PM denies bungled rollout is to blame for lockdowns

Scott Morrison says the slow vaccine rollout is not to blame for lockdowns.

Scott Morrison says the slow vaccine rollout is not to blame for lockdowns. Photo: Getty/TND

Scott Morrison insists he shares the frustrations of more than half the Australian population in lockdown.

But the Prime Minister continues to deny the bungled vaccine rollout is responsible for the widespread restrictions.

Just 14 per cent of the population is fully vaccinated, with Australia lagging behind most of the world.

But Mr Morrison said countries with much higher vaccination rates were also going back into lockdown as the globe grappled with contagious strains of coronavirus.

He also singled out “gobsmacking” rates of coronavirus in Britain, where deaths are rising despite widespread vaccinations.

“I understand there is great frustration. Believe me, I feel the same frustration,” he told 5AA radio in Adelaide on Wednesday.

“This latest Delta variant has thrown a completely new curve ball on this issue, which every single country in the world is wrestling with.”

Mr Morrison insisted total urgency was being applied to the vaccine rollout, despite earlier arguing the national program was “not a race”.

He again blamed delays on multiple updates to expert advice on the AstraZeneca jab, describing the ATAGI recommendations as “a big problem”.

But he said the rollout was ramping up significantly, with more supplies and vaccination centres being added.

“We’ve had our problems but we’re getting over them,” he said.

Coronavirus outbreaks have plunged more than half of Australia into lockdown, sparking calls for more federal support.

South Australia joined Victoria and greater Sydney and surrounds in lockdown on Tuesday night. Orange, Blayney and Cabonne local government areas in central-west NSW are also embarking on a seven-day lockdown after a COVID-19 positive delivery driver visited the area and infected another person.

It is the first time there have been stay-at-home orders in regional NSW since this outbreak began.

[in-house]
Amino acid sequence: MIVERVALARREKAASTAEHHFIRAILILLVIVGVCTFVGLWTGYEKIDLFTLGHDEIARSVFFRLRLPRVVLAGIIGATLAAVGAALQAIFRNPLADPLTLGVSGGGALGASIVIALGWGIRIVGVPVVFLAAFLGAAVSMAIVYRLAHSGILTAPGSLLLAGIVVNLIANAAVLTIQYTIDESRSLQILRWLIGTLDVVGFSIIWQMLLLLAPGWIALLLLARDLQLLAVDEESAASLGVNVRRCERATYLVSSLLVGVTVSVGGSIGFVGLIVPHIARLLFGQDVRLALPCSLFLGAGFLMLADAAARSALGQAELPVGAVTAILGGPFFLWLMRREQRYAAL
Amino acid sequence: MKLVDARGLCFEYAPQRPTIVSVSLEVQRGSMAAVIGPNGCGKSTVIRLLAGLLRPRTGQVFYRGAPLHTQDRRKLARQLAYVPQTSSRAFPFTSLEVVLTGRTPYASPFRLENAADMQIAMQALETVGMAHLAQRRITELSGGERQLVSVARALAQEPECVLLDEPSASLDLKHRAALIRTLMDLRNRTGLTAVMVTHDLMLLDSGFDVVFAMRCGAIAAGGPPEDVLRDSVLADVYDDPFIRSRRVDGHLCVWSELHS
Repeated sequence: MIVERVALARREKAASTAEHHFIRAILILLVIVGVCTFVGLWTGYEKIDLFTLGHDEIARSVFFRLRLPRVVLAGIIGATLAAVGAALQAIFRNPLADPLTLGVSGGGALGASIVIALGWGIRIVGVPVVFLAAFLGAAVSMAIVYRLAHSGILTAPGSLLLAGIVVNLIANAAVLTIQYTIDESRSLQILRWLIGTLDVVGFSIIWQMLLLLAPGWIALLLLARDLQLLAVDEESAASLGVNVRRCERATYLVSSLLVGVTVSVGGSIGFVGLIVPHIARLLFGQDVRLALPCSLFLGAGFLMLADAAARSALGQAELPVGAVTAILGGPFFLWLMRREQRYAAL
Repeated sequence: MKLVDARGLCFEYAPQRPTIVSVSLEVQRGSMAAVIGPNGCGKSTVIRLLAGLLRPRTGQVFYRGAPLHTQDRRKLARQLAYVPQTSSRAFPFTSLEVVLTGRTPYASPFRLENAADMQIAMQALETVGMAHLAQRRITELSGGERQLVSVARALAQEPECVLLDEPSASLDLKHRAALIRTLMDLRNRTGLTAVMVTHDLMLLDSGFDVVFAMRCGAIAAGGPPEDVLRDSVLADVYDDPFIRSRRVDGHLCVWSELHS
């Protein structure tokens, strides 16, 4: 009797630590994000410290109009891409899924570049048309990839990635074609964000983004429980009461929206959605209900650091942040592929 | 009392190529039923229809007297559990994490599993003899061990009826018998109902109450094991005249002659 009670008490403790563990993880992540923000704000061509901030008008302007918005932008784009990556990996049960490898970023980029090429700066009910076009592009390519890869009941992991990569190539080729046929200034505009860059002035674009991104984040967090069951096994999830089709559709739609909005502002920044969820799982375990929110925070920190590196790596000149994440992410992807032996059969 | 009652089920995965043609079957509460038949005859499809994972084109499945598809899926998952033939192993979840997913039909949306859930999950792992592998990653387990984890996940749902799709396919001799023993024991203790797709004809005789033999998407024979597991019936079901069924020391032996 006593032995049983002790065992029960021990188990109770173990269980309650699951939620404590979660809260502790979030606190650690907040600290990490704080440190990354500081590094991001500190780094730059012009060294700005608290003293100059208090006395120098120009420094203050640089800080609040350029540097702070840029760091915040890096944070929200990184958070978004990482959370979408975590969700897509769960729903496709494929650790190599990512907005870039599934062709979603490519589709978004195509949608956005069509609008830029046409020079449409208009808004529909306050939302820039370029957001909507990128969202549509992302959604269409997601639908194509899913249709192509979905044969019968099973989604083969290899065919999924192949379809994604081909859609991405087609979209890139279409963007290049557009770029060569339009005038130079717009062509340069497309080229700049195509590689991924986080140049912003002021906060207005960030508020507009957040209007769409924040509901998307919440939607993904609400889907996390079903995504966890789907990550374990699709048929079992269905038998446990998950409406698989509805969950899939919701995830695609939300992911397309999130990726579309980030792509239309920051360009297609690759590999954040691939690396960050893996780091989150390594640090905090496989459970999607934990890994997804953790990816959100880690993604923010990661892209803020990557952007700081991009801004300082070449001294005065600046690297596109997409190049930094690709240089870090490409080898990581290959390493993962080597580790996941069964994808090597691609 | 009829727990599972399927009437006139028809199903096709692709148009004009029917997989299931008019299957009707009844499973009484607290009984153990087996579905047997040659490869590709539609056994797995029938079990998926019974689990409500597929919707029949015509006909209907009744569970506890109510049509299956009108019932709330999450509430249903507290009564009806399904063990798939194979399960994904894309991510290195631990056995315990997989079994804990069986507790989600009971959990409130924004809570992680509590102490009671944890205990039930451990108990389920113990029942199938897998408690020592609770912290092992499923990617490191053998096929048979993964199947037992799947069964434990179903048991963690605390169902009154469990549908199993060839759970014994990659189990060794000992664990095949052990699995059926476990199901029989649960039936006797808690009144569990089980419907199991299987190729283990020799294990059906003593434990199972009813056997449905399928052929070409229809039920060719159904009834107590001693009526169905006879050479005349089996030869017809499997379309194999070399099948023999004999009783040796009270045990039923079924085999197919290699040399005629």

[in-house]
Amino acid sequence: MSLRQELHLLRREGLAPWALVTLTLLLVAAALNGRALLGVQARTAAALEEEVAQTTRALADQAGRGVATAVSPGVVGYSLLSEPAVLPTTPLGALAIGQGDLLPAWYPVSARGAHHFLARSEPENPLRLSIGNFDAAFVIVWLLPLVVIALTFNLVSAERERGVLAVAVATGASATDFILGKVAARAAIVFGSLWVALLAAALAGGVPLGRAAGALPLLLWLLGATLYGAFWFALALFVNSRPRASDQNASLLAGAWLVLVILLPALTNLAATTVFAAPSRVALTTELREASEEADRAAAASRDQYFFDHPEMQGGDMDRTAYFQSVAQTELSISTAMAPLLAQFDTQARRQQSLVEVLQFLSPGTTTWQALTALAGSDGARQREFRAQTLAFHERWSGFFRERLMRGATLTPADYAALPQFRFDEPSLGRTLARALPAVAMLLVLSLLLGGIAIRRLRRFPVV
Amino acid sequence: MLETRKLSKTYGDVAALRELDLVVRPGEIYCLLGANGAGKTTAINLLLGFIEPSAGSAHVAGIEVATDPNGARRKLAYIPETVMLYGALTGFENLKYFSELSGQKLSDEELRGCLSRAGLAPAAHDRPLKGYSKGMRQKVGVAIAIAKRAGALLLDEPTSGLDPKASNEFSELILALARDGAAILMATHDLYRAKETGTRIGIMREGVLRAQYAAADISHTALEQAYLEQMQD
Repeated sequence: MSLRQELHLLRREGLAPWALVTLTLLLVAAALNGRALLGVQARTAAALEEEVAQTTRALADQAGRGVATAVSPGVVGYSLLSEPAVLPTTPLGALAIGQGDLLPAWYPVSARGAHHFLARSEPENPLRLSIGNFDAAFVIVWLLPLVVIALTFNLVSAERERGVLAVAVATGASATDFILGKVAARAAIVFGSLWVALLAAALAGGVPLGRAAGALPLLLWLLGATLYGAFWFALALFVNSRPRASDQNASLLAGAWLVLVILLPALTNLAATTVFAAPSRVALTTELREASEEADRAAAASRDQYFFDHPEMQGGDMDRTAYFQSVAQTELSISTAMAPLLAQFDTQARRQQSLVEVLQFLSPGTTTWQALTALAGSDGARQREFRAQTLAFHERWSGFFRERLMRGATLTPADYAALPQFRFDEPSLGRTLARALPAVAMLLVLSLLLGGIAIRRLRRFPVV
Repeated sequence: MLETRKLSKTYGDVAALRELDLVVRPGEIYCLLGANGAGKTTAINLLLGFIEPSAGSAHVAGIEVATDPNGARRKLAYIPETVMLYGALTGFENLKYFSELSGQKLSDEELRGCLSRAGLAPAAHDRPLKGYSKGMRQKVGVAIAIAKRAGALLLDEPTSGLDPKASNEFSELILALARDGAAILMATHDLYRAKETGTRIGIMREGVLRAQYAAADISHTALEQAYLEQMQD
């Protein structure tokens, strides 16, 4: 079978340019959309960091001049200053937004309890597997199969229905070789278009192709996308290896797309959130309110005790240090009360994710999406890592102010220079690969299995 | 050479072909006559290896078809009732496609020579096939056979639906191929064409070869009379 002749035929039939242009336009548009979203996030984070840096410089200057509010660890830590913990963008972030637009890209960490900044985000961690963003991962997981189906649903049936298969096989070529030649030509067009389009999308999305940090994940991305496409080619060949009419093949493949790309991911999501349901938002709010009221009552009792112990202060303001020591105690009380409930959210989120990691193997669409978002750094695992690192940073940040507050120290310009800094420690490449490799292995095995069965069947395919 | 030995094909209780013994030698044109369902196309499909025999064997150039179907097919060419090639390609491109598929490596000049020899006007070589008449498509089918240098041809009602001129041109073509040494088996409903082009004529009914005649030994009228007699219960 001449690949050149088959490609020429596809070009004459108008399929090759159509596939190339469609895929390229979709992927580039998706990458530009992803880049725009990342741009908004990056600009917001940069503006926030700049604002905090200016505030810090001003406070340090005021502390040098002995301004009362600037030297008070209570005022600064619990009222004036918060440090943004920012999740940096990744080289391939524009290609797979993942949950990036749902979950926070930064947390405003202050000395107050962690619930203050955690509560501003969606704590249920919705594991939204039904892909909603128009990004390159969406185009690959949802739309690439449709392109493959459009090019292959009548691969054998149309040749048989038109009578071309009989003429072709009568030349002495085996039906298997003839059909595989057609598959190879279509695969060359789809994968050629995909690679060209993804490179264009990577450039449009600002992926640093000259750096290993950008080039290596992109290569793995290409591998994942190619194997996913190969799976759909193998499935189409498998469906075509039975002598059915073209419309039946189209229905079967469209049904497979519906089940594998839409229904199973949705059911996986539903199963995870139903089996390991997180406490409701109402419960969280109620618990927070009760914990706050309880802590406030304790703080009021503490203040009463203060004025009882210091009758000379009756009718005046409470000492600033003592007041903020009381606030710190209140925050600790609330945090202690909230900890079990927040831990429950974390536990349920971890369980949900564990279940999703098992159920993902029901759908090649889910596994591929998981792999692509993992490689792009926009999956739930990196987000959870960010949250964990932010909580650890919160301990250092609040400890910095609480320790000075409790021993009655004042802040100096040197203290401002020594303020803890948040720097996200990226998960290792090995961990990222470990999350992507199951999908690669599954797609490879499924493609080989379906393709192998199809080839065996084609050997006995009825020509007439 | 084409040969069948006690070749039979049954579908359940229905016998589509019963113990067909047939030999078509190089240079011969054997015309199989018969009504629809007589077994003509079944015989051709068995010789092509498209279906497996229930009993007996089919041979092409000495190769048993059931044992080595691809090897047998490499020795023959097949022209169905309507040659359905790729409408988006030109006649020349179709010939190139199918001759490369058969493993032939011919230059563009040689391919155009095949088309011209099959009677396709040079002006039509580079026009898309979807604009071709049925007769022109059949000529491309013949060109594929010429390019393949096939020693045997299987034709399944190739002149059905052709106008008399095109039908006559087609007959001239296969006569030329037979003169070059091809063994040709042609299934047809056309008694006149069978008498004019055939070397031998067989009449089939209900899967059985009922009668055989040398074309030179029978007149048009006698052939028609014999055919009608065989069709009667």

Deputy Premier John Barilaro said it was a tough but appropriate response, given the highly infectious nature of the Delta strain of the coronavirus – and also blamed the tardy vaccine rollout.

“We are hoping that there are no other infections, but we don’t know and we won’t know and we don’t want to take that gamble,” he told ABC television Wednesday.

“If we have to do more we will do more.”

Mr Barilaro said his federal Coalition colleagues have “let us down”, with demand for COVID vaccines outstripping supply.

“It is a real issue for the federal government. They promised more,” he said.

In a later interview with KIIS FM in Melbourne, Mr Morrison was repeatedly asked to apologise for low vaccination rates leading to lockdowns during a round of radio interviews.

He said the nature of the coronavirus meant some problems were out of the government’s control.

“I’m accountable for the vaccination program and everything that’s happened in it,” he told KIIS FM.

“I’m also accountable for fixing it and that’s what we’re doing.”

The Morrison government is resisting pressure to reinstate JobKeeper wage subsidies with at least 13.5 million people under heavy restrictions across NSW, Victoria and South Australia.

Instead, people who lose work in designated hot spots can access weekly payments of between $375 and $600 when lockdowns extend beyond seven days.

Shadow treasurer Jim Chalmers said national wage subsidies, which initially paid out $1500 a fortnight before being scaled back, were proven to work.

“JobKeeper had its problems but it also had very important features which the government has stupidly junked,” Mr Chalmers said.

“As time goes on and we have these lockdowns it really does look like an incredibly stupid decision to end JobKeeper and replace it with something inferior.”

Health Minister Greg Hunt said disaster payments were higher than the $1000-a-fortnight rate at which JobKeeper ended.

“The money is actually flowing out the door faster than it would have under JobKeeper,” he said.

In NSW, 388,000 claims worth $186 million have been approved during the outbreak, which has infected 1418 people in the past month.

Victorians will become eligible on Friday when the state’s lockdown enters its second week.

The federal government has also activated income support payments for South Australians hit by restrictions.

Mr Morrison indicated areas in South Australia that were not declared hotspots would still receive support.

The state government is expected to foot the bill for people outside Commonwealth-defined hotspot zones.

  • Click here to see the full list of NSW exposure sites
  • Click here to see the full list of VIC exposure sites
  • Click here to see the full list of SA exposure sites

SA confirmed one new case of COVID-19 in the community on Wednesday, its first full day of a week long lockdown.

Elsewhere, Victoria’s case numbers spiked to 22 with all cases linked to known outbreaks.

-with AAP

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